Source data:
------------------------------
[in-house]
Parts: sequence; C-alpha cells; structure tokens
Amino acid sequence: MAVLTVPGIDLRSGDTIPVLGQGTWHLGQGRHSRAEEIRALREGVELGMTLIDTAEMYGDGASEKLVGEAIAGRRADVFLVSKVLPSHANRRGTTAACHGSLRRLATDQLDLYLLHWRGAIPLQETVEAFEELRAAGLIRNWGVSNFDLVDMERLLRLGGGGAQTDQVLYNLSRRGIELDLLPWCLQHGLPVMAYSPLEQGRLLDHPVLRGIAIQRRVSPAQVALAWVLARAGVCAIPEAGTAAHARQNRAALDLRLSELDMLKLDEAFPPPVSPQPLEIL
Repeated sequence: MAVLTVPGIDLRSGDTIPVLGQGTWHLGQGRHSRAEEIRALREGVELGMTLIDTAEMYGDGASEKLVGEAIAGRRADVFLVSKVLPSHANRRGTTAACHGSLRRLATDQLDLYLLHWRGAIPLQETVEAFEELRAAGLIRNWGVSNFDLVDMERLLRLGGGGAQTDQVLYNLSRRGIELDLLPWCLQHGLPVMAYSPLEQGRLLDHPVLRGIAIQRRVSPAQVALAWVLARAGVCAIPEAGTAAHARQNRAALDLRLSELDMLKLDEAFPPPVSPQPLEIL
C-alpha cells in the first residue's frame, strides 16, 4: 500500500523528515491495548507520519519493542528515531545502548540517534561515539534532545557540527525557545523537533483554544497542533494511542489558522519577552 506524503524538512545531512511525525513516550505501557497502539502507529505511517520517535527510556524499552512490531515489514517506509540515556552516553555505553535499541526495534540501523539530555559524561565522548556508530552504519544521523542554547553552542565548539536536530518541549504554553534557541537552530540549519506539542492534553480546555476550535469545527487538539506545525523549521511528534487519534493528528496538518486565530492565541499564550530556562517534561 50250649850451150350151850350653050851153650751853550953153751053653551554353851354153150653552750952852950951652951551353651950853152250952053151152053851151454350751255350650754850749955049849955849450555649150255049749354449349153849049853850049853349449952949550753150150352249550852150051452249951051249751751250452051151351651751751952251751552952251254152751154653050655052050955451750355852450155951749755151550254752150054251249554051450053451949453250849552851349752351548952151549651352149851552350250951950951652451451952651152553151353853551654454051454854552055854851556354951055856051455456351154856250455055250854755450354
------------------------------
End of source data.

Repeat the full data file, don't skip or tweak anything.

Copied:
[in-house]
Parts: sequence; C-alpha cells; structure tokens
Amino acid sequence: MAVLTVPGIDLRSGDTIPVLGQGTWHLGQGRHSRAEEIRALREGVELGMTLIDTAEMYGDGASEKLVGEAIAGRRADVFLVSKVLPSHANRRGTTAACHGSLRRLATDQLDLYLLHWRGAIPLQETVEAFEELRAAGLIRNWGVSNFDLVDMERLLRLGGGGAQTDQVLYNLSRRGIELDLLPWCLQHGLPVMAYSPLEQGRLLDHPVLRGIAIQRRVSPAQVALAWVLARAGVCAIPEAGTAAHARQNRAALDLRLSELDMLKLDEAFPPPVSPQPLEIL
Repeated sequence: MAVLTVPGIDLRSGDTIPVLGQGTWHLGQGRHSRAEEIRALREGVELGMTLIDTAEMYGDGASEKLVGEAIAGRRADVFLVSKVLPSHANRRGTTAACHGSLRRLATDQLDLYLLHWRGAIPLQETVEAFEELRAAGLIRNWGVSNFDLVDMERLLRLGGGGAQTDQVLYNLSRRGIELDLLPWCLQHGLPVMAYSPLEQGRLLDHPVLRGIAIQRRVSPAQVALAWVLARAGVCAIPEAGTAAHARQNRAALDLRLSELDMLKLDEAFPPPVSPQPLEIL
C-alpha cells in the first residue's frame, strides 16, 4: 500500500523528515491495548507520519519493542528515531545502548540517534561515539534532545557540527525557545523537533483554544497542533494511542489558522519577552 506524503524538512545531512511525525513516550505501557497502539502507529505511517520517535527510556524499552512490531515489514517506509540515556552516553555505553535499541526495534540501523539530555559524561565522548556508530552504519544521523542554547553552542565548539536536530518541549504554553534557541537552530540549519506539542492534553480546555476550535469545527487538539506545525523549521511528534487519534493528528496538518486565530492565541499564550530556562517534561 50250649850451150350151850350653050851153650751853550953153751053653551554353851354153150653552750952852950951652951551353651950853152250952053151152053851151454350751255350650754850749955049849955849450555649150255049749354449349153849049853850049853349449952949550753150150352249550852150051452249951051249751751250452051151351651751751952251751552952251254152751154653050655052050955451750355852450155951749755151550254752150054251249554051450053451949453250849552851349752351548952151549651352149851552350250951950951652451451952651152553151353853551654454051454854552055854851556354951055856051455456351154856250455055250854755450354